Undermining data privacy in health informationBMJ 2001; 322 doi: https://doi.org/10.1136/bmj.322.7284.442 (Published 24 February 2001) Cite this as: BMJ 2001;322:442
New powers to control patient information contribute nothing to health
- Ross Anderson, reader in security engineering ([email protected])
- University of Cambridge Computer Laboratory, Cambridge CB2 3QG
Since 1910, doctors have been arguing with successive British governments over access to medical records. The compromise that has emerged over the years balances patient privacy, professional autonomy, public health effectiveness, and the needs of scientific research. Past attempts to disturb this balance have foundered—on professional resistance, patient rights, and the property rights of healthcare firms—but the side effects of these disputes have often been debilitating. And now an innocuous sounding clause in the latest bill on health is set to upset the balance again, with potentially damaging effects on both privacy and research.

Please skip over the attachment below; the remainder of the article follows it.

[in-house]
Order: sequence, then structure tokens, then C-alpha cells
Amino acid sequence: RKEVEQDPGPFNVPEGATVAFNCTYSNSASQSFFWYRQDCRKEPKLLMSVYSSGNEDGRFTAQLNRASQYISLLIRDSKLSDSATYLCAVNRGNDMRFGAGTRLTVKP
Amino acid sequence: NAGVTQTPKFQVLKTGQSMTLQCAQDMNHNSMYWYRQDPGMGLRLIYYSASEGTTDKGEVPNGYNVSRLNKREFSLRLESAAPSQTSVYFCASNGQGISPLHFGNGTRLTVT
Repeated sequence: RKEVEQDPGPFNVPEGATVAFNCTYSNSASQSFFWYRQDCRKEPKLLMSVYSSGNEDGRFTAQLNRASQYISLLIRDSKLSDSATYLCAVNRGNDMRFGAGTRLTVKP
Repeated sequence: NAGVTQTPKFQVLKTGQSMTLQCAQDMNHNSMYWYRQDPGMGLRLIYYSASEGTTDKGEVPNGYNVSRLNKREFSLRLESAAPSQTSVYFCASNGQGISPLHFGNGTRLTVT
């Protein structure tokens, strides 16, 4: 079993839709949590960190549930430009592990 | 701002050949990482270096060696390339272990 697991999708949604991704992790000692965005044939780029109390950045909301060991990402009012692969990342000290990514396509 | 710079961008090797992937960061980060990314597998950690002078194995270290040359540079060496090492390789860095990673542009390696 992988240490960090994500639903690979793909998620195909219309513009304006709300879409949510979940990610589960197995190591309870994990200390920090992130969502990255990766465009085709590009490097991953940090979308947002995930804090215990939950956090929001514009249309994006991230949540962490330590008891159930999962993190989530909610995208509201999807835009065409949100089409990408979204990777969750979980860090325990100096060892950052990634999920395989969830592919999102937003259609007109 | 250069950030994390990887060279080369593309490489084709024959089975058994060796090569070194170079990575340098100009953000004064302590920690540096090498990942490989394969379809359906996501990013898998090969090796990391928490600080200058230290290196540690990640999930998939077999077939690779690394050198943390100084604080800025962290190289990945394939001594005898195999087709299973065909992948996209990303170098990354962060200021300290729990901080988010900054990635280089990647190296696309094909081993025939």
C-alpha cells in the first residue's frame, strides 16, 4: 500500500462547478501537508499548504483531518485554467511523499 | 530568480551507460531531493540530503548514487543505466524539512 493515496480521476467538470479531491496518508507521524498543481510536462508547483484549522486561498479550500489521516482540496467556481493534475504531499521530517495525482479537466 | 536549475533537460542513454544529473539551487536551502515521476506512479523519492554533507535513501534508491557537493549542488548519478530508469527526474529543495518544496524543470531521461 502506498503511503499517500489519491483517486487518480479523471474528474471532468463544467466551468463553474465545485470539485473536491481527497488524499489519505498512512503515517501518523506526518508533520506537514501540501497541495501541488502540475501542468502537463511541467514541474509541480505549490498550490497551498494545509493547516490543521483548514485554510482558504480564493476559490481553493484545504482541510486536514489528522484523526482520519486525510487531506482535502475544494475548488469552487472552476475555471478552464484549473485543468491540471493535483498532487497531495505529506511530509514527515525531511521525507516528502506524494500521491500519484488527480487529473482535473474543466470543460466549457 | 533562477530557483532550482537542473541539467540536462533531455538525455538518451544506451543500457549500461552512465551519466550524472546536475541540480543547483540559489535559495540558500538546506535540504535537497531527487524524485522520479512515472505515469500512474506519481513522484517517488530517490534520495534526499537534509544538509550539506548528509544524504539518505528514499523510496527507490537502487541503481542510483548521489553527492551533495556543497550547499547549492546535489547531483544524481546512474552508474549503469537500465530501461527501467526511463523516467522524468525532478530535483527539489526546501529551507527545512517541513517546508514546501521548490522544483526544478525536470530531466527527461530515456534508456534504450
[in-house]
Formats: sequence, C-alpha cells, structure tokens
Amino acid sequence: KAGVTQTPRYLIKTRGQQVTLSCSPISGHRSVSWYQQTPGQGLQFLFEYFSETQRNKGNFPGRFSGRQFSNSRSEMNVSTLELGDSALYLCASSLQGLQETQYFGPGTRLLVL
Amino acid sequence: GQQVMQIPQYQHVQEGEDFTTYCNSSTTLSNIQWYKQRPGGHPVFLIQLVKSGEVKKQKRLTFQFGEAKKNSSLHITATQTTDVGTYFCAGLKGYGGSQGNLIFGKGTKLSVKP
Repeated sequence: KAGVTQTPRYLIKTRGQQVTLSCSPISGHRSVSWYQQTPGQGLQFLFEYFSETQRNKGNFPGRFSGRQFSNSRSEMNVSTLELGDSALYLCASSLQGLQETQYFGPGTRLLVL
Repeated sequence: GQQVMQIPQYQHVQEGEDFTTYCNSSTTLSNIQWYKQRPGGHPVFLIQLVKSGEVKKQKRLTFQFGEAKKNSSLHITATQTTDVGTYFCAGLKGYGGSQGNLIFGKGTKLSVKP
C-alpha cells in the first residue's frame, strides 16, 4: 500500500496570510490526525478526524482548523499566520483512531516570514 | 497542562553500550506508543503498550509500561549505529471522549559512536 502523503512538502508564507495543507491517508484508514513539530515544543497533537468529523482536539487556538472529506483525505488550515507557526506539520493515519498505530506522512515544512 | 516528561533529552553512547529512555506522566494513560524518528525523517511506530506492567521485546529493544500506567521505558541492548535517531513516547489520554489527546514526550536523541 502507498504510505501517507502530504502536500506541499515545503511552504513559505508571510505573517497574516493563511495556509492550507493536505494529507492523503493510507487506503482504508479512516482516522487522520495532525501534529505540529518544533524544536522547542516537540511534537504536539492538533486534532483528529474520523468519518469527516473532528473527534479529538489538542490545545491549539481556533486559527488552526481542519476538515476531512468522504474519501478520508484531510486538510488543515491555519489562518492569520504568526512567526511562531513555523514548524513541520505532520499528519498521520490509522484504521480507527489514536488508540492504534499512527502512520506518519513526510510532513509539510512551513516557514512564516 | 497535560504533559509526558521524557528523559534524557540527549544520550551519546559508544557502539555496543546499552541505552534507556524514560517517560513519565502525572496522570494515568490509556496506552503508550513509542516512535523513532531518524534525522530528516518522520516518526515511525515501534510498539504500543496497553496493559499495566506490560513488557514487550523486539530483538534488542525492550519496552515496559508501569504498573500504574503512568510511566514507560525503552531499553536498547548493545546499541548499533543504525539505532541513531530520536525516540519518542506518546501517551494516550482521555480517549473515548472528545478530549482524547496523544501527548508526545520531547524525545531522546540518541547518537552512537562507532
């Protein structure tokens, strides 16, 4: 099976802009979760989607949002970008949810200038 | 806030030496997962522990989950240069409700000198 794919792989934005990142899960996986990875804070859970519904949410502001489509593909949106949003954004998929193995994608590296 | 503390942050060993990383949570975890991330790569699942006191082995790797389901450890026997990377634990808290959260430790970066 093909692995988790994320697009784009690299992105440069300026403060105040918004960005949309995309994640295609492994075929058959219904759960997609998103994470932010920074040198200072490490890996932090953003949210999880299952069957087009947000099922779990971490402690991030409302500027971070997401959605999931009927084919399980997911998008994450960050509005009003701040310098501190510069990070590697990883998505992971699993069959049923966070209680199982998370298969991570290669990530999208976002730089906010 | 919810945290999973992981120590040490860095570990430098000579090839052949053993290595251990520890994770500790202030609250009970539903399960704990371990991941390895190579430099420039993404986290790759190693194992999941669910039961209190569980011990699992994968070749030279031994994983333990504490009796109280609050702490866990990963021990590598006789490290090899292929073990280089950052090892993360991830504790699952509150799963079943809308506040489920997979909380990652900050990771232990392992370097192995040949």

The last government attempt to extend its access to personal health information was the information management and technology strategy, which in 1992 talked of a single electronic health record, accessible to all within the NHS. But the strategy was not designed to facilitate the sharing of health data between clinicians so much as its collection in central databases. This put it on a collision course with the law. For example, the Venereal Diseases Act restricts identifiable data …
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